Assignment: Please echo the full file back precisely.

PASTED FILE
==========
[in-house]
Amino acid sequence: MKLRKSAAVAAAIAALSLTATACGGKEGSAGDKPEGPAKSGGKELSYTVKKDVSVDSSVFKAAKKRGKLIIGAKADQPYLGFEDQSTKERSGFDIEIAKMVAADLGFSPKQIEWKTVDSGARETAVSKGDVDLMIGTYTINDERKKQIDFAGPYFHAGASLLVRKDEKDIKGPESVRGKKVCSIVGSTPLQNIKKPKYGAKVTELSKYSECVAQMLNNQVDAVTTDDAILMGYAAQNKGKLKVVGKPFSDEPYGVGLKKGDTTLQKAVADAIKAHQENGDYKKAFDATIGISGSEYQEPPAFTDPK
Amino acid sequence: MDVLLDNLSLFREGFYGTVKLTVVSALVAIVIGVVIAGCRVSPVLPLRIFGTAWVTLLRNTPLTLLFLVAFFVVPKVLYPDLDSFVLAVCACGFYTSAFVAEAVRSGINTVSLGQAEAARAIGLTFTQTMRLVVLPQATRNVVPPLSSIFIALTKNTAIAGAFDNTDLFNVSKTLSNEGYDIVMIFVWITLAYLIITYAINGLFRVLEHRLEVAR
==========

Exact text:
[in-house]
Amino acid sequence: MKLRKSAAVAAAIAALSLTATACGGKEGSAGDKPEGPAKSGGKELSYTVKKDVSVDSSVFKAAKKRGKLIIGAKADQPYLGFEDQSTKERSGFDIEIAKMVAADLGFSPKQIEWKTVDSGARETAVSKGDVDLMIGTYTINDERKKQIDFAGPYFHAGASLLVRKDEKDIKGPESVRGKKVCSIVGSTPLQNIKKPKYGAKVTELSKYSECVAQMLNNQVDAVTTDDAILMGYAAQNKGKLKVVGKPFSDEPYGVGLKKGDTTLQKAVADAIKAHQENGDYKKAFDATIGISGSEYQEPPAFTDPK
Amino acid sequence: MDVLLDNLSLFREGFYGTVKLTVVSALVAIVIGVVIAGCRVSPVLPLRIFGTAWVTLLRNTPLTLLFLVAFFVVPKVLYPDLDSFVLAVCACGFYTSAFVAEAVRSGINTVSLGQAEAARAIGLTFTQTMRLVVLPQATRNVVPPLSSIFIALTKNTAIAGAFDNTDLFNVSKTLSNEGYDIVMIFVWITLAYLIITYAINGLFRVLEHRLEVAR